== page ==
The exponential nature of the light distribution in galactic disks was extended to a three-dimensional model using the self-gravitating isothermal sheet description for the vertical distribution (van der Kruit & Searle, 1981) (1)
The isothermal assumption was later dropped and replaced by the family of models (van der Kruit, 1988)
This ranges from the isothermal distribution (n = 1) to the exponential function (n = ). From actual fits in I and K' de Grijs et al. (1997) found (Fig. 1)
I will take the whole range from the sech-function to the exponential (that is n = 2 - ; 2/n = 0 - 1) into account in what follows, which is reflected in the "uncertainties" in the coefficients in the equations below.
Figure 1. The distribution in K' and I of the exponent 2/n in eq. (2) for a sample of edge-on galaxies (from de Grijs et al., 1997).
The constancy of the vertical scaleheight hz with radius has been studied in detail by de Grijs & Peletier (1997) (see Fig. 2) in the optical and near-IR and been confirmed at least for late-type galaxies. Disks in early type disks might have a small variation of hz with radius.
Figure 2. The radial change in the vertical scaleheight in a sample of edge-on galaxies (change in kpc in hz per kpc in R) as a function of morphological type. Except for the earliest types (S0 to Sab) the change is very small (from de Grijs & Peletier, 1997).
With a constant mass-to-light ratio M / L, the luminosity density L(R, z) is proportional to the space density (R, z). Then the surface density becomes
the vertical velocity dispersion in the plane
and the z-velocity dispersion integrated perpendicular to the plane
For the vertical velocity dispersion of the stars we expect for a constant hz
This is consistent with observations by van der Kruit & Freeman (1986) and in Roelof Bottema's thesis (1995, see also 1993), at least out to about 2 scalelengths (in B). Furthermore, Rob Swaters in his thesis (1999; chapter 7) found it also in the late-type dwarf UGC 4325, again out to about 2 scalelengths. On the other hand, Gerssen et al. (1997) could not confirm it in NGC 488: they suggest that the scalelength in B is not representative for the mass distribution. Also, NGC 488 is of early type and may not have a constant hz. So, the verification of eq. (7) is not complete. It is important to obtain K-band surface photometry for NGC 488 and the other galaxies in Bottema's sample.
Figure 3. The relation between the stellar velocity dispersion and the maximum rotation velocity in disks of galaxies. The velocity dispersion is the vertical one at the center for face-on systems and the radial one at one scalelength in highly inclined systems (from Bottema, 1993).
Bottema also found from a sample of 12 galaxies that the (extrapolated) vertical dispersion at the center and the radial one at one scalelength
where Vmax is the rotation velocity in the flat part of the rotation curve (Fig. 3). Even the late-type dwarf UGC 4325 was found to follow this relation (Swaters, 1999; R, hR ~ 20 km/s, Vmax ~ 90 km/s). It probably arises as follows:
Take the equation for the Toomre (1964) parameter Q for local stability
Use a Tully-Fisher relation L Vmaxn with n = 4 and note that for a flat rotation curve the epicyclic frequency = sqrt Vmax/R. Then (9) can be rewritten as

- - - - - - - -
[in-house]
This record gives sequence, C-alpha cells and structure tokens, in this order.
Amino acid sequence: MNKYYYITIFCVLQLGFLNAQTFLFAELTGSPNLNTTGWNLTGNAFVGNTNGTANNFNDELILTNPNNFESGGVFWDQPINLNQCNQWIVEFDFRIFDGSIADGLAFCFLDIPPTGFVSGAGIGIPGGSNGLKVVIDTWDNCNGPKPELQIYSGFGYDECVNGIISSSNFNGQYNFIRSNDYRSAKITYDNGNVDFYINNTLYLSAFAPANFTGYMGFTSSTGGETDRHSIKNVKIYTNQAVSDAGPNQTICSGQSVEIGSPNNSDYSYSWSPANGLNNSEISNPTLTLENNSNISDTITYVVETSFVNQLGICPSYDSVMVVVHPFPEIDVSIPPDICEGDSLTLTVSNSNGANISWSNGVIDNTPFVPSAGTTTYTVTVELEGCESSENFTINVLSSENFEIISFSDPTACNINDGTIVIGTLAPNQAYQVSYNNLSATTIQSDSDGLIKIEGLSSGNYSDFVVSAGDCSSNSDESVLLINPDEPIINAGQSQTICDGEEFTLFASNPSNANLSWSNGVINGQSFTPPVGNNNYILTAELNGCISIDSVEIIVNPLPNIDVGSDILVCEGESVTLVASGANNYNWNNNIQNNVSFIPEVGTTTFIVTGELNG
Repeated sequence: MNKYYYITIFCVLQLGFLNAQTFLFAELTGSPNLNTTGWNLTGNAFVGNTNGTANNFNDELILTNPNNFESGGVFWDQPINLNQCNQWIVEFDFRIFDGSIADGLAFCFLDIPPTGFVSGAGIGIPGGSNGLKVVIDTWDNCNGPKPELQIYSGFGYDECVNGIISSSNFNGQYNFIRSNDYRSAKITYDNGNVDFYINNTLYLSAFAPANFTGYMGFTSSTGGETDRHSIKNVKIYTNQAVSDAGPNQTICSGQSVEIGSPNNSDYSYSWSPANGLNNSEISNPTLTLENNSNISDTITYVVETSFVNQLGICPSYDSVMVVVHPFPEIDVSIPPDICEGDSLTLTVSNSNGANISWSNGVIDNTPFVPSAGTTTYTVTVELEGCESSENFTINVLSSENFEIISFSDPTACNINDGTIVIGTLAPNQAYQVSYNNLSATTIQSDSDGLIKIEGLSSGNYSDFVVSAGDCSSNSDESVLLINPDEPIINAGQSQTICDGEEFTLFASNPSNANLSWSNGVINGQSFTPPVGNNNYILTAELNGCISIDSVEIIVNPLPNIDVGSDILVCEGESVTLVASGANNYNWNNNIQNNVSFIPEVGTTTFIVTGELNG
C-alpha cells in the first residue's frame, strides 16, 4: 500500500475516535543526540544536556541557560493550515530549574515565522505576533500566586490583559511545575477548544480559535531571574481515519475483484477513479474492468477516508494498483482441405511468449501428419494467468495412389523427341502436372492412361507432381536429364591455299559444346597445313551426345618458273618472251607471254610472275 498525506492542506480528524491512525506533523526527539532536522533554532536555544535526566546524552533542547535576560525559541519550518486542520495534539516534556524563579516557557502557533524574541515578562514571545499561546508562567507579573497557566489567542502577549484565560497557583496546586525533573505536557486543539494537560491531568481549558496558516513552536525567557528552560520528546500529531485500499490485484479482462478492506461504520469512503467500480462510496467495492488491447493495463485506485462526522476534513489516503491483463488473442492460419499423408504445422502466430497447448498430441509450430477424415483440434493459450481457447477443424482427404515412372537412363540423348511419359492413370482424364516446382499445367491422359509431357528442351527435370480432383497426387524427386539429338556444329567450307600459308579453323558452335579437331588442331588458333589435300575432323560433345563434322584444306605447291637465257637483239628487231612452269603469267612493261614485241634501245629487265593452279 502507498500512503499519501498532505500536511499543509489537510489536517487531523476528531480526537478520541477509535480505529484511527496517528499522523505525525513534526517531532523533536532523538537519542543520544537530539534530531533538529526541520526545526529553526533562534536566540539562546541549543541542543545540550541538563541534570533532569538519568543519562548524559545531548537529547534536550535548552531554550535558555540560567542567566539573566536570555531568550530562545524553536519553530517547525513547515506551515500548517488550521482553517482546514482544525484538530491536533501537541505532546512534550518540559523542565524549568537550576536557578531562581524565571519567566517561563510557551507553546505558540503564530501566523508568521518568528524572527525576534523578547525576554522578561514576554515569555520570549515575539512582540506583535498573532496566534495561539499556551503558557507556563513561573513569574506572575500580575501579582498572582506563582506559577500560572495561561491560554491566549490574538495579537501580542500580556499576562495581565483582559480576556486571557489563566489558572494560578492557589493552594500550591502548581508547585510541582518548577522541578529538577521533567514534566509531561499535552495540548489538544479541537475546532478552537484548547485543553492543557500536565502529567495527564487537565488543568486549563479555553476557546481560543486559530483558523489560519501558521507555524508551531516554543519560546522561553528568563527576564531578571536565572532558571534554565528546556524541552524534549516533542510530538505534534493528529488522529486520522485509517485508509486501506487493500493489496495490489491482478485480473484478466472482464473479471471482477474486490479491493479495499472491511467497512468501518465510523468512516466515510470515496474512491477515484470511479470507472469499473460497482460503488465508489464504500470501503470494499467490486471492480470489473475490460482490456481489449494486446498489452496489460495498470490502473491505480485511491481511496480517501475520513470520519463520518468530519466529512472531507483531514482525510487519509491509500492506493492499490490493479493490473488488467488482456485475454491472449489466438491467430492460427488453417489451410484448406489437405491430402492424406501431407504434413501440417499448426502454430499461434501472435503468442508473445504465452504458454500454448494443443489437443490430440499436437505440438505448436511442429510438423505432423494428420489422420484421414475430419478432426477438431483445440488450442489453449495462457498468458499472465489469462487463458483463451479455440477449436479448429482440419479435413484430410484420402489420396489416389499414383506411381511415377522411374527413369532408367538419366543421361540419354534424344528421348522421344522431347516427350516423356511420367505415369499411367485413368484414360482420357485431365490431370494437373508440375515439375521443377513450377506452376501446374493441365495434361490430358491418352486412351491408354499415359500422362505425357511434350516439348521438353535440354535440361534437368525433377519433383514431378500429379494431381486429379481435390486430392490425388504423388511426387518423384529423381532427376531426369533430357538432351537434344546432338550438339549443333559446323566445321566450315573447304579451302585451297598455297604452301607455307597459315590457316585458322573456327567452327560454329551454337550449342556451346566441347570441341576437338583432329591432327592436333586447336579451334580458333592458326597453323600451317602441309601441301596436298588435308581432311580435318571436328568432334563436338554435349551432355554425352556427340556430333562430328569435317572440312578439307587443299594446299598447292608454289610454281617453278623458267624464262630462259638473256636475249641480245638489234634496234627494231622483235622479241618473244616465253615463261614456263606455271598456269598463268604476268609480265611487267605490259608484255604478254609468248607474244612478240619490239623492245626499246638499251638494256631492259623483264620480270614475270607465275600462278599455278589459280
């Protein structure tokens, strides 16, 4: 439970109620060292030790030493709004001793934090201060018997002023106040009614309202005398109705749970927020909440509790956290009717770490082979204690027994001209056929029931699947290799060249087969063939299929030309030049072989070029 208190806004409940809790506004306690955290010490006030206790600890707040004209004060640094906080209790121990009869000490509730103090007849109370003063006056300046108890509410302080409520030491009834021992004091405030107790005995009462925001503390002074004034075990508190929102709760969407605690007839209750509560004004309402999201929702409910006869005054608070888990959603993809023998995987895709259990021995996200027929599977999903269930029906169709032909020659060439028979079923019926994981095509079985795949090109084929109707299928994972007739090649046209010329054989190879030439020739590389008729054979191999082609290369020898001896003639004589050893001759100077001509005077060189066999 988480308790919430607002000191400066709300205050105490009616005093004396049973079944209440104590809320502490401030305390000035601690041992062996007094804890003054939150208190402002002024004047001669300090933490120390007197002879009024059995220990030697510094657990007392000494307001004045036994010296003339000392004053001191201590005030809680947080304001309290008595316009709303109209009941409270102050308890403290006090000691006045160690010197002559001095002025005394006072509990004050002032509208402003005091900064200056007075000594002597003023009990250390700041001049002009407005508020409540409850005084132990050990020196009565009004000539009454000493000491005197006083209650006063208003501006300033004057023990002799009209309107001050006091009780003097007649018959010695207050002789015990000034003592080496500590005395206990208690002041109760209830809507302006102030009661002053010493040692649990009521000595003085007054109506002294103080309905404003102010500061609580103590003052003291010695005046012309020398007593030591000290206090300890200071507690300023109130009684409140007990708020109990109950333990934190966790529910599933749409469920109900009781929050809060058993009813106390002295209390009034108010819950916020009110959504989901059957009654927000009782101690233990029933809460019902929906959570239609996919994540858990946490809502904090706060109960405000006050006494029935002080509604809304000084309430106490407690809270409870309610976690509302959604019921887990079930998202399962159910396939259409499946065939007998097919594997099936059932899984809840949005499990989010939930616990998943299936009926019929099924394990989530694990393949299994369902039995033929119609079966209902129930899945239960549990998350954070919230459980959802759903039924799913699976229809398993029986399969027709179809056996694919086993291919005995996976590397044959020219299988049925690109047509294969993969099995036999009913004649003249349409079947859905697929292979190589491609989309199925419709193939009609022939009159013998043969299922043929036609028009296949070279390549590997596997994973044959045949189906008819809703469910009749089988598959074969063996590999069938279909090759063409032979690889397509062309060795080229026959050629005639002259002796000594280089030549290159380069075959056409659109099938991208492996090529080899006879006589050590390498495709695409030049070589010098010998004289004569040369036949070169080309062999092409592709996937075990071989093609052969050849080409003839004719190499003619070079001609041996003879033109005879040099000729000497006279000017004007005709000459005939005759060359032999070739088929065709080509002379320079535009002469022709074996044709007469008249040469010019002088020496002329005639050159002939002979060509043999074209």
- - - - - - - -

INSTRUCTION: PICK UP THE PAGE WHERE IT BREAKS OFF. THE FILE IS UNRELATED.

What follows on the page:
Here µo is the central face-on surface brightness in L pc-2; µo and M/L refer to the old disk population. So the Bottema relation implies that
even for low surface brightness dwarfs. Observations of course allow a substantial scatter in this quotient (or the individual terms) among galaxies.
For "normal" disks obeying "Freeman's law" µo translates into 21.7 B-mag arcsec-2 and this then implies
If we ignore for the moment the (dynamical) influence of the gas, it can be shown (van der Kruit & de Grijs, 1999) that at R = 1hR
Here again the "uncertainty" in the coefficient relates to the range of vertical density distributions above. With the Bottema relation (8) this reduces to
In the solar neighborhood the axis ratio of the velocity ellipsoid z / R ~ 0.5 (Dehnen & Binney, 1998). If this also holds at R = 1hR and using hz ~ 0.35 kpc and hR ~ 4 kpc, it follows that
The HI-layer thickness can be used to estimate the disk surface density. HI observations of face-on galaxies (e.g. van der Kruit & Shostak, 1984) indicate an HI velocity dispersion HI = 8 - 10 km s-1. We can write (van der Kruit, 1981)
Another estimate of the disk mass MD follows from the global stability criterion of Efstathiou et al. (1982)
For a pure exponential disk the maximum in the rotation curve (Freeman, 1970) occurs at R ~ 2.2hR with an amplitude
Hydrostatic equilibrium at the center gives
Eliminating (0) between (18) and (19) and using the Bottema relation (8) gives
So, the flattening of the disk can be used to test the "maximum disk hypothesis", for which fits to rotation curves usually give about 0.8 to 0.9 for this ratio.
Figure 4. The radial scalelength hR and vertical scaleheight hz for a sample of 34 edge-on galaxies. Panels (a) and (b) show the distribution (solid line is corrected for sample selection) of hR and the correlation with the rotation velocity. Panels (d) and (e) show the same for hz and (c) and (f) for the ratio hR / hz (after Kregel et al., 2001).
1 As explained in that paper, the idea to use the isothermal sheet was inspired by a remark made by Ken Freeman during IAU Symposium 77 in 1978. Back.